Ready for the oven
Ready for the oven

Thanks to Nancy over at Bread & Cake & More, who posted her experience to our Facebook group, I knew to seal them up well, and leave only a fairly small opening in the middle, with the expectation that the cookies will expand and flop open a bit as they bake.  After shaping, they hit the fridge for about an hour to firm up, while I took care of some other things around the house. Most of my baking time lately is interspersed with mudding drywall or other random tasks related to home improvements. We’re in the middle of replacing all of the carpet on our second story and stairs with maple hardwood. At the same time, we’re replacing all of the trim and baseboard, rebuilding the window sills (we already replaced the windows), painting, etc. In some places, the previous owner had drywalled over the existing plaster+lath, but only up to the trim, so the trim was essentially embedded in the drywall. When we took off the trim, it meant that the drywall needed to be patched, and the mudding is always my job. It’s slow and tedious, but I actually kind of find it relaxing if nobody’s breathing down my neck to get it done quickly.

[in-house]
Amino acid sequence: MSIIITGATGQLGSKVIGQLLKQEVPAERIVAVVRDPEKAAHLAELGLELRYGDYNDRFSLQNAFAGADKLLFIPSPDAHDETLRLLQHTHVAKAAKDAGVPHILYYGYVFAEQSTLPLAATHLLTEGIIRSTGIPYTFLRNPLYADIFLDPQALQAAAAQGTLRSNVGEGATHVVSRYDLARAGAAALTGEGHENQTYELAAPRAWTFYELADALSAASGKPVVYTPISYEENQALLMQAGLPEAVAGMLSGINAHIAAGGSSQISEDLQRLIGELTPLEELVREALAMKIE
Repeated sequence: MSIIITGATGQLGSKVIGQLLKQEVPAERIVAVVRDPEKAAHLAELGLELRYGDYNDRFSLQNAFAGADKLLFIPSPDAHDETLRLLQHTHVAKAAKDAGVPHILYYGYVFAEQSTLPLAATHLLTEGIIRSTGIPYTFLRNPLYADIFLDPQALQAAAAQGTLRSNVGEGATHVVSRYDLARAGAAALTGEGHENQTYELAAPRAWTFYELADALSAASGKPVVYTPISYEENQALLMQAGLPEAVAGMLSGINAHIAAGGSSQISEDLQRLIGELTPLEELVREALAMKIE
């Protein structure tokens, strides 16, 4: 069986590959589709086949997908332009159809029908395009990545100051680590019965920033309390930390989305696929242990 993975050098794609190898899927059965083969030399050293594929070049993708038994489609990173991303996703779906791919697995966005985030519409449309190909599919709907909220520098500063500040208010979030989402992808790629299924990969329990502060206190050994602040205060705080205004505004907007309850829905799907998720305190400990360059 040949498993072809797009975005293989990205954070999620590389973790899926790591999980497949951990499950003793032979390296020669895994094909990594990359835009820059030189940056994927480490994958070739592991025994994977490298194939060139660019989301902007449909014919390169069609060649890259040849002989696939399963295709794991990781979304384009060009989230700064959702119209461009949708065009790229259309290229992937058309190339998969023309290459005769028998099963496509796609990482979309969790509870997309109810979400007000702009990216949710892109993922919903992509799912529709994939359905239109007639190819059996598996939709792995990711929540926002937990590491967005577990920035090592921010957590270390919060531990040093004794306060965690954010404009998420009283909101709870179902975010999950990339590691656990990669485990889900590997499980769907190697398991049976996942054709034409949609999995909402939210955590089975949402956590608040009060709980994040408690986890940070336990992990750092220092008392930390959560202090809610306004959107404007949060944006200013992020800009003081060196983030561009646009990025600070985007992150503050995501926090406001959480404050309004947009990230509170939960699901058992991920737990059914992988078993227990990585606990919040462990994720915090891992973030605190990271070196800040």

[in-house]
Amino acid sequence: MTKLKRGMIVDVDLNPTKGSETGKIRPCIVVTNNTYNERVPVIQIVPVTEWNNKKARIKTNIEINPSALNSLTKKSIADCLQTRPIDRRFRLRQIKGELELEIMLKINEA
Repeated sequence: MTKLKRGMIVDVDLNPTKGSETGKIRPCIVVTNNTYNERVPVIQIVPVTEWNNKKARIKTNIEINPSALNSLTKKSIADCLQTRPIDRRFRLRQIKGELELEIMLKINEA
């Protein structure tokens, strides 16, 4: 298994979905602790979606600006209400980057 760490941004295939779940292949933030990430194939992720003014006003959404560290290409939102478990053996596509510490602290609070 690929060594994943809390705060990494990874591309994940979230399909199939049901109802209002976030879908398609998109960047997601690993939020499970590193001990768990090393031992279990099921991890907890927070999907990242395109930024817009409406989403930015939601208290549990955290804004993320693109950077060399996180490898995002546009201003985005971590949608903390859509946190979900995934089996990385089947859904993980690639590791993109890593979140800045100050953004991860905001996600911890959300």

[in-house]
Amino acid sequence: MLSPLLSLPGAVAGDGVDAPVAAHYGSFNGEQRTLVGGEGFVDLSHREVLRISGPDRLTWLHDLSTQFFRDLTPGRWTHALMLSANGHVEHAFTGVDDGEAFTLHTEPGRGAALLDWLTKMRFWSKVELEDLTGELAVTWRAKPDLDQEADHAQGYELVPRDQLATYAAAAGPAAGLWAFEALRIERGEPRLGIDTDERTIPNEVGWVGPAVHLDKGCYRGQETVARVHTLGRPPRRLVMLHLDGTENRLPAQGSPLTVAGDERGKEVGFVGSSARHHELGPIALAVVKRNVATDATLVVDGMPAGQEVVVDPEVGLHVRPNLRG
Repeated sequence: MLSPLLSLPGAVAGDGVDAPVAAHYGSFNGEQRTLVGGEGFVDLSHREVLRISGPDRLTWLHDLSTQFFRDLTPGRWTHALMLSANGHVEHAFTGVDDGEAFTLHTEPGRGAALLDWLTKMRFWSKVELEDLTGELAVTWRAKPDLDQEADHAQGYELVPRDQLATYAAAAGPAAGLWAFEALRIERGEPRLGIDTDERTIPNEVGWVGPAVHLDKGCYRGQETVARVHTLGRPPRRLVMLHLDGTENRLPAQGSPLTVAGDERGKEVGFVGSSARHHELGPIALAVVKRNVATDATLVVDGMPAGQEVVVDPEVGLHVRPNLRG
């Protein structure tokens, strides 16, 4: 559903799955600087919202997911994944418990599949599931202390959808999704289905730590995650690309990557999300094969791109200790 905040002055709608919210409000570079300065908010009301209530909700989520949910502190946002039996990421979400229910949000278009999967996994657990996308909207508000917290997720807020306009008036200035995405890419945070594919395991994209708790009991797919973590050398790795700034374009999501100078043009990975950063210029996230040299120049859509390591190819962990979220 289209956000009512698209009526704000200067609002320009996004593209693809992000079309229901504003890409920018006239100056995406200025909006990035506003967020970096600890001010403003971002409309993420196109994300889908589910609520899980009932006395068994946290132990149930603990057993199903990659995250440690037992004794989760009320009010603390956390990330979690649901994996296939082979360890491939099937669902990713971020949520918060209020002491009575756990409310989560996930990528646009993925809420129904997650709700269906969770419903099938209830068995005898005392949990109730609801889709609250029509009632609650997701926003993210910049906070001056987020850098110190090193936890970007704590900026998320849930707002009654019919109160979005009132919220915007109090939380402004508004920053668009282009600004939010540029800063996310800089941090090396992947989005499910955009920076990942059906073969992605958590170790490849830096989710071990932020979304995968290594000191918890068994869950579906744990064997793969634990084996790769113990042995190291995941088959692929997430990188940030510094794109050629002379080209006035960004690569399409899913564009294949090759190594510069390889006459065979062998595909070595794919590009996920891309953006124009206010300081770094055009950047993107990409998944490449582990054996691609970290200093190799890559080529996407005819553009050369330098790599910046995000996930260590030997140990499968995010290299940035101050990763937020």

Hamana hamana hamana cookies
Hamana hamana hamana cookies

Mine didn’t flop open too much during baking. You can see a slight difference between the ones where I brushed the outside with egg wash after shaping (front row or two) and those where I didn’t.  The crust is nice and tender, and the filling very apricot-y. If I make these again, I might put a bit more salt in the crust for flavour. I found these basically became apricot “jam” delivery systems, which is fine, as long as that’s what you’re expecting. 🙂 One thing the nerd in me appreciated is that I could fit them together in a line on the cooling rack and in the cookie tin. None of this round cookie in a rectangular space business. Triangle cookies fit together in a much more satisfying way.

I haven’t decided yet if what’s left of these is going to work or staying home. Opinions welcome, if anyone from work or home is reading this. 😉